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How to think about the U.S. budget challenge


  • Henry J. Aaron

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      Bruce and Virginia MacLaury Senior Fellow, The Brookings Institution. The views expressed here are my own and do not necessarily reflect those of the trustees, officers, or other staff of the Brookings Institution.


The long-term budget prospects of the United States are grim. Projected spending greatly exceeds projected revenue over the next few decades. Projected growth of health care spending accounts for more than all of the anticipated gap.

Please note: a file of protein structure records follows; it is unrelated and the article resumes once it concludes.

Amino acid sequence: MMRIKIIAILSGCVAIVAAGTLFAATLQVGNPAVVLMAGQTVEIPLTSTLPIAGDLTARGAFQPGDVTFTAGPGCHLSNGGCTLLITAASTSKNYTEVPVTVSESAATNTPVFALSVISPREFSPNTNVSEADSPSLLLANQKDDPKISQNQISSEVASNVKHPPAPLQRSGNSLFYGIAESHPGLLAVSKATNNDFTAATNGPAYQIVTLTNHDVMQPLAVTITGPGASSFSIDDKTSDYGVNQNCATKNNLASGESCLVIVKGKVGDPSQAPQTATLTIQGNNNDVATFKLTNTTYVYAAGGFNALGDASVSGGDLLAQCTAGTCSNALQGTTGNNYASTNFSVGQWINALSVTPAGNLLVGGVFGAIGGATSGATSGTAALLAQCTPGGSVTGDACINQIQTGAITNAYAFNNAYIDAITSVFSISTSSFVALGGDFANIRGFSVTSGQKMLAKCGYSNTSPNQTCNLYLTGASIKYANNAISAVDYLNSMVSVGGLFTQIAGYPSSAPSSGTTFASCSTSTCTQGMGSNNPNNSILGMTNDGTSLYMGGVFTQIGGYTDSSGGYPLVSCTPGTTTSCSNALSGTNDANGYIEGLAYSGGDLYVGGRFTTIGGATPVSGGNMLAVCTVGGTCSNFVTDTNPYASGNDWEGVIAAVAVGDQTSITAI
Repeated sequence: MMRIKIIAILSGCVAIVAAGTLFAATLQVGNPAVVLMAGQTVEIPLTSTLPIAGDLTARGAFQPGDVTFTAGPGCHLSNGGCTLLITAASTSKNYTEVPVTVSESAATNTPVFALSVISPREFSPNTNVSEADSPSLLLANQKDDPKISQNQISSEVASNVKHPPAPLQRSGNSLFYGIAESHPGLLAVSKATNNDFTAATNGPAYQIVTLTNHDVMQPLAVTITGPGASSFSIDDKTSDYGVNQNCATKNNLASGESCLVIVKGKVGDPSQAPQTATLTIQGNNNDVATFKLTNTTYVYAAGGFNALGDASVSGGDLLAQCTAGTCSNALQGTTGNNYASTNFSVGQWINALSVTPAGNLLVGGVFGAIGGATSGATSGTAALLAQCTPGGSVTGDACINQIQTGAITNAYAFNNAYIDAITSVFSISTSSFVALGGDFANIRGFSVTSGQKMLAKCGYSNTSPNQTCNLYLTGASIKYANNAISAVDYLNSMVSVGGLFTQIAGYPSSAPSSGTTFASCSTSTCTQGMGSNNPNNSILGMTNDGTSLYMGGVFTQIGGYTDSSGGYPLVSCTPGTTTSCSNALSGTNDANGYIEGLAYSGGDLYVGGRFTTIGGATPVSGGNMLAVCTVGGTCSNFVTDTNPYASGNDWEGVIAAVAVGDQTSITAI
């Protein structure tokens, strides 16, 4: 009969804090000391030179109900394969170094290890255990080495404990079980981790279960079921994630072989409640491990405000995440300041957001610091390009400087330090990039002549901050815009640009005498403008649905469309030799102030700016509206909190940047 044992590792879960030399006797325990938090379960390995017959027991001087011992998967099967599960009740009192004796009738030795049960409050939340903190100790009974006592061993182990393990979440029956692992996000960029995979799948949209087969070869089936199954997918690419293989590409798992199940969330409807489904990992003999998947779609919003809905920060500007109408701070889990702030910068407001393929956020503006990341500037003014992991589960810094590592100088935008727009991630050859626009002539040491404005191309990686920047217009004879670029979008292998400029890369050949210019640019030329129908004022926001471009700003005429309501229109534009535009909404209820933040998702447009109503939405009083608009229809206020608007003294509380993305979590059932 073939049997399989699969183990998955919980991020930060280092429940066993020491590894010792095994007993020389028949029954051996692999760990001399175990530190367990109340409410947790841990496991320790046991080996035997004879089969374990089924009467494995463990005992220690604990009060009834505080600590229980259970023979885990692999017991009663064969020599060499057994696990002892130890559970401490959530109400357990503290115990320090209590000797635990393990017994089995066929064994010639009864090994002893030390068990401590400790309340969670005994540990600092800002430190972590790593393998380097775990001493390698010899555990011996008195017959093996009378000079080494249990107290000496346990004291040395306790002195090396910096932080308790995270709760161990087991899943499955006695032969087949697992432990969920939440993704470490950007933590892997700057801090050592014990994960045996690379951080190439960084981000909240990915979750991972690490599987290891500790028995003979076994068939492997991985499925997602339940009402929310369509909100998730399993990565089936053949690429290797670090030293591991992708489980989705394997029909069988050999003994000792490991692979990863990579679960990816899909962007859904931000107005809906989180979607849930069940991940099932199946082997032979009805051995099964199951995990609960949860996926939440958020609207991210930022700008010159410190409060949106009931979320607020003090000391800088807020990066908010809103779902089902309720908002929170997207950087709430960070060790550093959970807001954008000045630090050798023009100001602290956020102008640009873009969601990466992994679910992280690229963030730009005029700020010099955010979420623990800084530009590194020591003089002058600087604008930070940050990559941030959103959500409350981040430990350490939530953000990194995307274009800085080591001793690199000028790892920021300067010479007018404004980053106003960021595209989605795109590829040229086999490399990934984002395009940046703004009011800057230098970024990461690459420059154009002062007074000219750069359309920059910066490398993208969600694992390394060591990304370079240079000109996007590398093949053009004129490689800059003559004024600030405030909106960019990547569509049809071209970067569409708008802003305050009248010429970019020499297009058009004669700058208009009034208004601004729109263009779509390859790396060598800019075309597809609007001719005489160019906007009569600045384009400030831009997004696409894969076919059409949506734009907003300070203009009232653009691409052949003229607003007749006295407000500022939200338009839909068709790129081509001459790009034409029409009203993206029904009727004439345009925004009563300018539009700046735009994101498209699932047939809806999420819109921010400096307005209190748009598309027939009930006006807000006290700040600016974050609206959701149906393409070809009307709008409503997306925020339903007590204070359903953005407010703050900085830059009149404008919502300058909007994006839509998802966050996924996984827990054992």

Without action to narrow the gap, accumulating deficits will drive up the ratio of debt to GDP. Interest payments will rise correspondingly. At some point, domestic and foreign holders of U.S. debt will come to doubt the capacity of the government to service this debt. At that point, they will demand sharply higher interest rates.

The combination of increasing debt and rising interest rates will cause debt service costs to explode. What follows would be some combination of collapsing investment, declining production, debt default, and inflation—in brief, a calamitous mess. That such a mess will occur is certain if budget deficits as large as those currently anticipated are realized. Precisely when is impossible to forecast accurately.

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